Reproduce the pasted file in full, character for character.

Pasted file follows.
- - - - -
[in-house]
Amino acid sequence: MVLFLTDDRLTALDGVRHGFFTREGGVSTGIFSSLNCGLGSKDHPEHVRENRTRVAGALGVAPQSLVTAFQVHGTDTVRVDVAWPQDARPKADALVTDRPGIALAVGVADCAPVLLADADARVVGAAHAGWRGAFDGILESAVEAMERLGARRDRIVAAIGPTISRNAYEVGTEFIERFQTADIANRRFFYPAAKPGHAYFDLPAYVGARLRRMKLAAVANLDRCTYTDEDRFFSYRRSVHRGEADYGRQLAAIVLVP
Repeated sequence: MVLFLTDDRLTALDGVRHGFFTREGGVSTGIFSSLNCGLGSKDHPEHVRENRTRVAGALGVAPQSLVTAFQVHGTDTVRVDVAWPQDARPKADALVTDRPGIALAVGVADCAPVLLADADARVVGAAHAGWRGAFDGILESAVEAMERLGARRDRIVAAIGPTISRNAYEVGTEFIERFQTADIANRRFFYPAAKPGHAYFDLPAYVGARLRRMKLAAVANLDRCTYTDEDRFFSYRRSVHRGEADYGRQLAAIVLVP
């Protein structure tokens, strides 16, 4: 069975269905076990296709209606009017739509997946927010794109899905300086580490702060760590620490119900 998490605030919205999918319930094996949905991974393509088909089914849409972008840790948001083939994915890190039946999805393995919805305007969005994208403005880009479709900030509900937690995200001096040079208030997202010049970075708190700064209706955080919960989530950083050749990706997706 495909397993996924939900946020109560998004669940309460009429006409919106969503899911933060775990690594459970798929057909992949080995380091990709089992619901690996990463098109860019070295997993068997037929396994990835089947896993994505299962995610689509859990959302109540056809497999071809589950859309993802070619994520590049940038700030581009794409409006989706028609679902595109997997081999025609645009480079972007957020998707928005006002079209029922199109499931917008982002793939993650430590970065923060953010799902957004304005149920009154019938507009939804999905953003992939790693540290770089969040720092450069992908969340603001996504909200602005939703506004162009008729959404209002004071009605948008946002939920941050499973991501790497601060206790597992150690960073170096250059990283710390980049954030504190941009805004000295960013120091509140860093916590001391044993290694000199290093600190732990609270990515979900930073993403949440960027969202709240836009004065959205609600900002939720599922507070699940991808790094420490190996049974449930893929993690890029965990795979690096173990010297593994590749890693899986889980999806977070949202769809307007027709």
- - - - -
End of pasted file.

[in-house]
Amino acid sequence: MVLFLTDDRLTALDGVRHGFFTREGGVSTGIFSSLNCGLGSKDHPEHVRENRTRVAGALGVAPQSLVTAFQVHGTDTVRVDVAWPQDARPKADALVTDRPGIALAVGVADCAPVLLADADARVVGAAHAGWRGAFDGILESAVEAMERLGARRDRIVAAIGPTISRNAYEVGTEFIERFQTADIANRRFFYPAAKPGHAYFDLPAYVGARLRRMKLAAVANLDRCTYTDEDRFFSYRRSVHRGEADYGRQLAAIVLVP
Repeated sequence: MVLFLTDDRLTALDGVRHGFFTREGGVSTGIFSSLNCGLGSKDHPEHVRENRTRVAGALGVAPQSLVTAFQVHGTDTVRVDVAWPQDARPKADALVTDRPGIALAVGVADCAPVLLADADARVVGAAHAGWRGAFDGILESAVEAMERLGARRDRIVAAIGPTISRNAYEVGTEFIERFQTADIANRRFFYPAAKPGHAYFDLPAYVGARLRRMKLAAVANLDRCTYTDEDRFFSYRRSVHRGEADYGRQLAAIVLVP
């Protein structure tokens, strides 16, 4: 069975269905076990296709209606009017739509997946927010794109899905300086580490702060760590620490119900 998490605030919205999918319930094996949905991974393509088909089914849409972008840790948001083939994915890190039946999805393995919805305007969005994208403005880009479709900030509900937690995200001096040079208030997202010049970075708190700064209706955080919960989530950083050749990706997706 495909397993996924939900946020109560998004669940309460009429006409919106969503899911933060775990690594459970798929057909992949080995380091990709089992619901690996990463098109860019070295997993068997037929396994990835089947896993994505299962995610689509859990959302109540056809497999071809589950859309993802070619994520590049940038700030581009794409409006989706028609679902595109997997081999025609645009480079972007957020998707928005006002079209029922199109499931917008982002793939993650430590970065923060953010799902957004304005149920009154019938507009939804999905953003992939790693540290770089969040720092450069992908969340603001996504909200602005939703506004162009008729959404209002004071009605948008946002939920941050499973991501790497601060206790597992150690960073170096250059990283710390980049954030504190941009805004000295960013120091509140860093916590001391044993290694000199290093600190732990609270990515979900930073993403949440960027969202709240836009004065959205609600900002939720599922507070699940991808790094420490190996049974449930893929993690890029965990795979690096173990010297593994590749890693899986889980999806977070949202769809307007027709």